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Patrick Henry’s 1775 Speech a Warning to Modern America

March 13, 2013
Tad Cronn
Source …..

PredatorDroneWhen Patrick Henry gave his famous “Give Me Liberty or Give Me Death” speech in March 1775, he was attempting to arouse the passions of Colonials who still felt favorably disposed toward Britain despite the growing threat of military force against the Colonies.

Henry must have felt some of the same frustration that is felt by modern conservatives who face a political establishment that has frozen them out of the process and a public that has been lulled to sleep by media happy talk about an increasingly authoritarian regime.

The Department of Homeland Security is purchasing billions of rounds of hollow-point ammo that has been banned under international law for use in war. The sheer volume of ammunition would have fed the flames of the Iraq war for decades, even at the height of fighting. These sort of DHS purchases have been going on for more than a year, and now the DHS is adding used armored personnel carriers to its arsenal. Platitudes aside, the Administration has not been forthcoming with an explanation about what it’s up to.

Also in process is the plan to put thousands of unmanned military spy drones into the air over America. Already there are reports of drones being spotted over New York City, and the Navy recently filed an environmental report for construction of a drone base near Malibu, California. Add in scattered reports of unusual troop movements around the country. In Los Angeles, military choppers have been seen on numerous occasions in the past year flying at just above treetop level along the busy Highway 101 corridor. Over the past weekend, a  convoy of armored Humvees with top gun mounts was seen driving on the same stretch of highway.

Gun control efforts are making their way through congressional committees, urged on by a president who has already issued a list of executive orders designed to limit access to, and use of, guns, particularly so-called “assault rifles,” which could put a shooter on equal footing with either police or criminals.

In his speech, Henry warned his fellow colonists, “Suffer not yourselves to be betrayed with a kiss. Ask yourselves how this gracious reception of our petition comports with those warlike preparations which cover our waters and darken our land. Are fleets and armies necessary to a work of love and reconciliation? Have we shown ourselves so unwilling to be reconciled that force must be called in to win back our love? Let us not deceive ourselves, sir. These are the implements of war and subjugation; the last arguments to which kings resort. I ask gentlemen, sir, what means this martial array, if its purpose be not to force us to submission? Can gentlement assign any other possible motive for it? Has Great Britain any enemy, in this quarter of the world, to call for all this accumulation of navies and armies? No, sir, she has none. They are meant for us: they can be meant for no other.”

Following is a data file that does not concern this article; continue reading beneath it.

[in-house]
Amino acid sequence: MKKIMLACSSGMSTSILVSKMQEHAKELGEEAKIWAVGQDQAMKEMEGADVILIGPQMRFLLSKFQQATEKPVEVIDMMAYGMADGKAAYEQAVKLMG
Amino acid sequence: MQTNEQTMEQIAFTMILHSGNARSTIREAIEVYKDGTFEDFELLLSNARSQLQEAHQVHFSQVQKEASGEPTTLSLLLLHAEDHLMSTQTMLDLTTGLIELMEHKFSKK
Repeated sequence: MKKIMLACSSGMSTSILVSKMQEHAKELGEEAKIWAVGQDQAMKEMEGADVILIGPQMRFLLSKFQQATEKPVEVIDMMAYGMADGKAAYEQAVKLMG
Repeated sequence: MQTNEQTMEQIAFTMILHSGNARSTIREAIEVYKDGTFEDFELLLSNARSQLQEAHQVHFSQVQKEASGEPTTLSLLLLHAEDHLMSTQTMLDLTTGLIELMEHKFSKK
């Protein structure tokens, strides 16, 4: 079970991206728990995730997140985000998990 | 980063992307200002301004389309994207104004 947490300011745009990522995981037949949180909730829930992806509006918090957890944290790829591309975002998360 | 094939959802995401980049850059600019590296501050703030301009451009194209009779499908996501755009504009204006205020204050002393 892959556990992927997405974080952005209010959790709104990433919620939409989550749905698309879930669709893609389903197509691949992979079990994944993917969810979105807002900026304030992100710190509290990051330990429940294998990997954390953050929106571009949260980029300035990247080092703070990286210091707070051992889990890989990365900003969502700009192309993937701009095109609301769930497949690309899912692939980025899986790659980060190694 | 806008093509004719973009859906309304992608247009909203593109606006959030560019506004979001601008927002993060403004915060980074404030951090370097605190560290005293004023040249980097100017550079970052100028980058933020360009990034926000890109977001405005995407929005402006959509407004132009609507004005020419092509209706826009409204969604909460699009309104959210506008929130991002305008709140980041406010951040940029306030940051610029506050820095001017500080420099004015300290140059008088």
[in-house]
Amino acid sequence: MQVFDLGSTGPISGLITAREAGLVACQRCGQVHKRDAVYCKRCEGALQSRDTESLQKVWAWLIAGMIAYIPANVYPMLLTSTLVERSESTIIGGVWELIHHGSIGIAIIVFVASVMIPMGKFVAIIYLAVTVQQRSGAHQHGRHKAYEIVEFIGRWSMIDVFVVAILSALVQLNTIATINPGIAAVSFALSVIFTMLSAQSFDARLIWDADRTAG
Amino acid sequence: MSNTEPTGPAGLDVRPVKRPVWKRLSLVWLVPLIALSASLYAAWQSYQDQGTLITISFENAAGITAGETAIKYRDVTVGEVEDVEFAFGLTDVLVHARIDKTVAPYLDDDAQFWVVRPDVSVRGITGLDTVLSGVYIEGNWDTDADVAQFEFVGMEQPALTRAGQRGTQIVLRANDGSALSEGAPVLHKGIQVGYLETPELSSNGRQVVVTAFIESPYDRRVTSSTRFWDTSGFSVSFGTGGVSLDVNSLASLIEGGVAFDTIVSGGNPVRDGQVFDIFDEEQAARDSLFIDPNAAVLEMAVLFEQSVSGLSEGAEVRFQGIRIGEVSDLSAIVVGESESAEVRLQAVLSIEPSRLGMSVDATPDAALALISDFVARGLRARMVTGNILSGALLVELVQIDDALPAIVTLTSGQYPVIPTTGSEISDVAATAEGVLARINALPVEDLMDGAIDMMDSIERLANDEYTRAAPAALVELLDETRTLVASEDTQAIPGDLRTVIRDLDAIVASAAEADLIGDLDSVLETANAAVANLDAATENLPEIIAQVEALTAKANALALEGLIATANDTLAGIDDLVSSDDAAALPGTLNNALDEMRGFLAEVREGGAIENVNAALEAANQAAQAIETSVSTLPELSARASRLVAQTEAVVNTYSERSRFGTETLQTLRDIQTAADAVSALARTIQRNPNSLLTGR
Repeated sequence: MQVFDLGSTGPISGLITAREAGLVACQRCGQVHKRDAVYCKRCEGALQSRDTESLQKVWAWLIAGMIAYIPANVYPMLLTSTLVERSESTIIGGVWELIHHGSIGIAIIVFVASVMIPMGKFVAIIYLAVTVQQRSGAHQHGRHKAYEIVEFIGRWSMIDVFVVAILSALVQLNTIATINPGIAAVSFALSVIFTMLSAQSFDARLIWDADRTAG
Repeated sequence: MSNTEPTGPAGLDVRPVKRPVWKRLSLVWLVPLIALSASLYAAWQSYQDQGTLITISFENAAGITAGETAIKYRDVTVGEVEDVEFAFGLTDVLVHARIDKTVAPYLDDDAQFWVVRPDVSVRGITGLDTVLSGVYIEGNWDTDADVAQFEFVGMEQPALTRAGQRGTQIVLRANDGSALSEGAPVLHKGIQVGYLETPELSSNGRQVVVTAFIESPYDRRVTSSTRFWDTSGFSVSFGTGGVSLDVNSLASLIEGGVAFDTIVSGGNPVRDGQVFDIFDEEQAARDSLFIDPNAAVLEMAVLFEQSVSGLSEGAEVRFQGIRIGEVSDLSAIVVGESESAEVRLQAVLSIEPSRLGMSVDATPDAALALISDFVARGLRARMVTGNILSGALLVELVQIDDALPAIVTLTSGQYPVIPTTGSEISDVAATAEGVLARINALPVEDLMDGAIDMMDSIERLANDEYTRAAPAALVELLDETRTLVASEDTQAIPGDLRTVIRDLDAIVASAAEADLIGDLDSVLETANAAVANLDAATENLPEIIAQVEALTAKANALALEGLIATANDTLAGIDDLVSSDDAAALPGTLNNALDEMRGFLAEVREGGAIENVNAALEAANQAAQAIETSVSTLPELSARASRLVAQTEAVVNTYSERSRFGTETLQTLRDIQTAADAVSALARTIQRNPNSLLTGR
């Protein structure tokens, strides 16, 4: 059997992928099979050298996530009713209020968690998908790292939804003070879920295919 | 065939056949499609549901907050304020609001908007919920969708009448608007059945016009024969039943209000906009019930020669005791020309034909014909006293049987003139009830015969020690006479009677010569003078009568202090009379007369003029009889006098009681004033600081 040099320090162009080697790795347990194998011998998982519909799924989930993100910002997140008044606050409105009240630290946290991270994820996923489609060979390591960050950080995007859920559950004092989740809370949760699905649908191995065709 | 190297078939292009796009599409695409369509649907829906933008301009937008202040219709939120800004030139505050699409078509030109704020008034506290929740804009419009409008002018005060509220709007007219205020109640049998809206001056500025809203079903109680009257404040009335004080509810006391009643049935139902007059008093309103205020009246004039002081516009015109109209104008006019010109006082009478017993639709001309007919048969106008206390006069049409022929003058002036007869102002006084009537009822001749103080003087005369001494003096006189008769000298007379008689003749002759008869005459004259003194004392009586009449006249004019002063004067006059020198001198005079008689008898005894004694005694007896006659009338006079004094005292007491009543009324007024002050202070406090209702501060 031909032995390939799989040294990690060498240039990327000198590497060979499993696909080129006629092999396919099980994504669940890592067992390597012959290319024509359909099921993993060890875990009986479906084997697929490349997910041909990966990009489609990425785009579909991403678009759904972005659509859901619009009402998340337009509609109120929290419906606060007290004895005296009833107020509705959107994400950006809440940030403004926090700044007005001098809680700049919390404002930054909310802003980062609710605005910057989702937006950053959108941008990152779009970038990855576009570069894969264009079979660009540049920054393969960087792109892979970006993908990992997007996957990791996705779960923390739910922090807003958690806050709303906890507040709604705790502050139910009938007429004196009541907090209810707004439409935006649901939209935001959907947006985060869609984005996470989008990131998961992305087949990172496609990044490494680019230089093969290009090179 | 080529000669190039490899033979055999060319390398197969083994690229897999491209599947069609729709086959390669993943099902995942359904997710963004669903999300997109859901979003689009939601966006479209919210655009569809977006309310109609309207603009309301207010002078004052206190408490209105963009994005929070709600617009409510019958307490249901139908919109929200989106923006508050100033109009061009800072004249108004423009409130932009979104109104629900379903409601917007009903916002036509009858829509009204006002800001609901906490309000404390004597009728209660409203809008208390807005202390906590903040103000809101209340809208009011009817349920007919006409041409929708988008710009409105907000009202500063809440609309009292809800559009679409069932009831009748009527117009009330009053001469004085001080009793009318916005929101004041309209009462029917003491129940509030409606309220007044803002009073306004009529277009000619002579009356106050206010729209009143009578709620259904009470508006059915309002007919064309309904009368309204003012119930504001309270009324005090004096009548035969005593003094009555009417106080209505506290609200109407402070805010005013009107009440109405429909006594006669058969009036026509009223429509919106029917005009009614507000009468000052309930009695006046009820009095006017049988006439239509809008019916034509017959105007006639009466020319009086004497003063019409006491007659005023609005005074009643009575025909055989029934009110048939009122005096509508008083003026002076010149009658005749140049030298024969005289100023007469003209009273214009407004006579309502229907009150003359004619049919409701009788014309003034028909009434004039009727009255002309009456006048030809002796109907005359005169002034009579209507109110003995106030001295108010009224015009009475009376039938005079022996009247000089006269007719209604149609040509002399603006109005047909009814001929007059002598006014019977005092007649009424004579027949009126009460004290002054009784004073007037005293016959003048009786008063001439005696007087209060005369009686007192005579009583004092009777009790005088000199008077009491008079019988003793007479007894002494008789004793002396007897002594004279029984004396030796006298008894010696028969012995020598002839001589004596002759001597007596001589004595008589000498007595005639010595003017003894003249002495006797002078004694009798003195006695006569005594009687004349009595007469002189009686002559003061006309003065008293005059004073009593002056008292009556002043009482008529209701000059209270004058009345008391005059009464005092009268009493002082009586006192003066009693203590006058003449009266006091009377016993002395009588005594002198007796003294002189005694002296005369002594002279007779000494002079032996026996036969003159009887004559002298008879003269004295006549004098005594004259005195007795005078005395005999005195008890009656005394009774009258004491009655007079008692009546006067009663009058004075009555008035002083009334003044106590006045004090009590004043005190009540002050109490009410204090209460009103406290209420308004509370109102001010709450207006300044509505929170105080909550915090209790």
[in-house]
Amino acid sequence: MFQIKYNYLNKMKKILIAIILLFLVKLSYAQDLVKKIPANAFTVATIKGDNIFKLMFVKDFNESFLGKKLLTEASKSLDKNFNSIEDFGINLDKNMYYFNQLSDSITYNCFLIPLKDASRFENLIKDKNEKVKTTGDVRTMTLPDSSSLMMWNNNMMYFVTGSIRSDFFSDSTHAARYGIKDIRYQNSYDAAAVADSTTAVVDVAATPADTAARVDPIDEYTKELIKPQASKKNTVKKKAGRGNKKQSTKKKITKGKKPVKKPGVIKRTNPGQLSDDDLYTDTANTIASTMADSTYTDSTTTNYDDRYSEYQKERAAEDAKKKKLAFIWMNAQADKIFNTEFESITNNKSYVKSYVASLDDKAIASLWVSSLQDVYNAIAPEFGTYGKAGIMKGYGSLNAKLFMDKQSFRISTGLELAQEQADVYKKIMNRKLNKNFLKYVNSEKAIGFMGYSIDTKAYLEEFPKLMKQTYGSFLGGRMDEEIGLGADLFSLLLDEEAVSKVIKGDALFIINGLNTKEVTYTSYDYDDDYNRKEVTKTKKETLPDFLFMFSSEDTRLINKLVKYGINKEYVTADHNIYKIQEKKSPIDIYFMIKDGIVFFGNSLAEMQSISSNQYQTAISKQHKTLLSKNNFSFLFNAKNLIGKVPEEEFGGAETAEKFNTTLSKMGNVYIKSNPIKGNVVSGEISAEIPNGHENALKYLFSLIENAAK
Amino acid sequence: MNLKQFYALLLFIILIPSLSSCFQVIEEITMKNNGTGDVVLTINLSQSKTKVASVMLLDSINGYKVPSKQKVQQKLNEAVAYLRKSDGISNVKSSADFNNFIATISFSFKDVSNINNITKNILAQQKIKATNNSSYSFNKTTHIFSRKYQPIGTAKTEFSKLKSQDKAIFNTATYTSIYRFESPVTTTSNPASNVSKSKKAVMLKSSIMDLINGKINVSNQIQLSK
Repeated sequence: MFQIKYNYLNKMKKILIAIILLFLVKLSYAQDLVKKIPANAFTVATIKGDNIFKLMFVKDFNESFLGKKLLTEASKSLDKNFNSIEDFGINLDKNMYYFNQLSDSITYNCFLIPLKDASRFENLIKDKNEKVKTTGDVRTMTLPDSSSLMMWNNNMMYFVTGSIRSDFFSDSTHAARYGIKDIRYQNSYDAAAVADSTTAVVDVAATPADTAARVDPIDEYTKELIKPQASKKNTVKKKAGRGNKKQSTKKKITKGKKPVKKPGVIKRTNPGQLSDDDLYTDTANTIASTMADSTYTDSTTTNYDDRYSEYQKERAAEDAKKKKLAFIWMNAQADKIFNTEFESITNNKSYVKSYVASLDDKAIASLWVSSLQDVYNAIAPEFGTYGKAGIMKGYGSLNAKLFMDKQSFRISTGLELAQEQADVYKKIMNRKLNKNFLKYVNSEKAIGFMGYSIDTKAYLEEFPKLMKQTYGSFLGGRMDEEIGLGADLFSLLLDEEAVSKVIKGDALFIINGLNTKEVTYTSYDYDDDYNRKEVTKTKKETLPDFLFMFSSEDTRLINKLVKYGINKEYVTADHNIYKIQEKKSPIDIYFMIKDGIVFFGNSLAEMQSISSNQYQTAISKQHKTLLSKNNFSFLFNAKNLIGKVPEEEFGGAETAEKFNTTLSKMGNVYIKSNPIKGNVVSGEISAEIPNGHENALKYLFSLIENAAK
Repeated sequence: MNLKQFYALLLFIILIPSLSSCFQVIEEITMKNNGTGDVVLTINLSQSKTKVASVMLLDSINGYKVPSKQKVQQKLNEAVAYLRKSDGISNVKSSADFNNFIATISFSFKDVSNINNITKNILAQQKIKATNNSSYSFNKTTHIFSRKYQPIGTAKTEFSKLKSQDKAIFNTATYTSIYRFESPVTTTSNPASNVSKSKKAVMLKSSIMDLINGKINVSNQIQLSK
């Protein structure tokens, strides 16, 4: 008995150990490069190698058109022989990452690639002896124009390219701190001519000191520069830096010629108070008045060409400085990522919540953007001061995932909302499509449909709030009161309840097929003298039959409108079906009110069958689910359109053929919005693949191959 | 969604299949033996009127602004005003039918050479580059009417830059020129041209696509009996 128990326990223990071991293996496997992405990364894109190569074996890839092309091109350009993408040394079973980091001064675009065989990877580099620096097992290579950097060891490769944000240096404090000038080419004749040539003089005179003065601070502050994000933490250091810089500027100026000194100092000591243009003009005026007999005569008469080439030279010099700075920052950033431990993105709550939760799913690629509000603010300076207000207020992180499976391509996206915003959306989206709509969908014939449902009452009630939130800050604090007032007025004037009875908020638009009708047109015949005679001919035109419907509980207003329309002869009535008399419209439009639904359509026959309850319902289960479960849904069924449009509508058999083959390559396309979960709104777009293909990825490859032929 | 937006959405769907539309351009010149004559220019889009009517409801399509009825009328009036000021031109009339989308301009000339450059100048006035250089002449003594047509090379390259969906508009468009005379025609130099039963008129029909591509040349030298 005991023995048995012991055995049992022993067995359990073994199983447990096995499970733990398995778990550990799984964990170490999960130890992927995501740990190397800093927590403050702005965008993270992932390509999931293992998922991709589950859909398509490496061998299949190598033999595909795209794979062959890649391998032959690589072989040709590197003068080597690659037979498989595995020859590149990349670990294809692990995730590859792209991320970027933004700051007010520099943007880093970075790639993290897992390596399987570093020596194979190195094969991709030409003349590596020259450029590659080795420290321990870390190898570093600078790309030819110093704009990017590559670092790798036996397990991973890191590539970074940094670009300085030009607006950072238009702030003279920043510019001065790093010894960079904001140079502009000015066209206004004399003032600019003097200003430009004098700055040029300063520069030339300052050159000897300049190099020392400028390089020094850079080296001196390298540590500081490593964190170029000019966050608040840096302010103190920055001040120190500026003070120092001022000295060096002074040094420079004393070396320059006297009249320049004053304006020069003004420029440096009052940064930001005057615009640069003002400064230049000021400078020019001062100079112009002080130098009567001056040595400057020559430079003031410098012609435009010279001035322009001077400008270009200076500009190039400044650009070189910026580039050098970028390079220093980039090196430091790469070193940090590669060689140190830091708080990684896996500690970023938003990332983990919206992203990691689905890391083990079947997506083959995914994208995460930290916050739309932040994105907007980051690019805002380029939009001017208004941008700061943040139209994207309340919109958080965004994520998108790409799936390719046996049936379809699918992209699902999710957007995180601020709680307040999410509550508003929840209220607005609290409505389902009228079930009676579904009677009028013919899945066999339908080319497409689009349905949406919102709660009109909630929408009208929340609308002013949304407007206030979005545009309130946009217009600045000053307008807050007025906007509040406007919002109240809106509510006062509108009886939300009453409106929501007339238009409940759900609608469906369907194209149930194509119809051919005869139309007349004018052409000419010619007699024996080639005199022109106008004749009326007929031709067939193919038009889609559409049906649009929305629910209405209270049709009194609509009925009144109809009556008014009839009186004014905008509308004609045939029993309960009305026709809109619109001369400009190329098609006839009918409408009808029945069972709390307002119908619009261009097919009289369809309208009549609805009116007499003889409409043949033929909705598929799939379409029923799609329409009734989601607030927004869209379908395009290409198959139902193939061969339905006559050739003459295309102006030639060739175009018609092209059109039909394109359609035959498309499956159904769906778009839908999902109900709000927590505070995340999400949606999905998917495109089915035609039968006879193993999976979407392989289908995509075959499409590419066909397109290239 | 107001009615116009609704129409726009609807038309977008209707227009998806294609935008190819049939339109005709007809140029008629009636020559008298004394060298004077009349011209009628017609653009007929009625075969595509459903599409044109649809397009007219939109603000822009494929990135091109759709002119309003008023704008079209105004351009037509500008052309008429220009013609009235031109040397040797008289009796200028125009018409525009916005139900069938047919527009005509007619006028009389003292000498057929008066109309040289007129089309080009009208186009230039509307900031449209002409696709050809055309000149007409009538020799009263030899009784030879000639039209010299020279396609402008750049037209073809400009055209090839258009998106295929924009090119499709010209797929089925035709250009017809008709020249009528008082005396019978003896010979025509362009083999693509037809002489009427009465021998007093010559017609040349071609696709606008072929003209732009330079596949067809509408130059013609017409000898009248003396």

Henry was talking about a government that would not listen to large segments of its subject population, much as the current Administration chooses not to speak with, listen to or work with conservatives.

“Let us not,” he said,  “I beseech you, sir, deceive ourselves. Sir, we have done everything that could be done to avert the storm which is now coming on. We have petitioned; we have remonstrated; we have supplicated; we have prostrated ourselves before the throne, and have implored its interposition to arrest the tyrannical hands of the ministry and Parliament. Our petitions have been slighted; our remonstrances have produced additional violence and insult; our supplications have been disregarded; and we have been spurned, with contempt, from the foot of the throne! In vain, after these things, may we indulge the fond hope of peace and reconciliation.”

Henry saw clearly what was coming and he judged correctly that colonists would have to fight against their own government. It was simply common sense, he believed: “I have but one lamp by which my feet are guided, and that is the lamp of experience. I know of no way of judging of the future but by the past. And judging by the past, I wish to know what there has been in the conduct of the British ministry for the last ten years to justify those hopes with which gentlemen have been pleased to solace themselves.”

His conclusion, of course, is world-renowned, and it remains an instructive lesson for our time.

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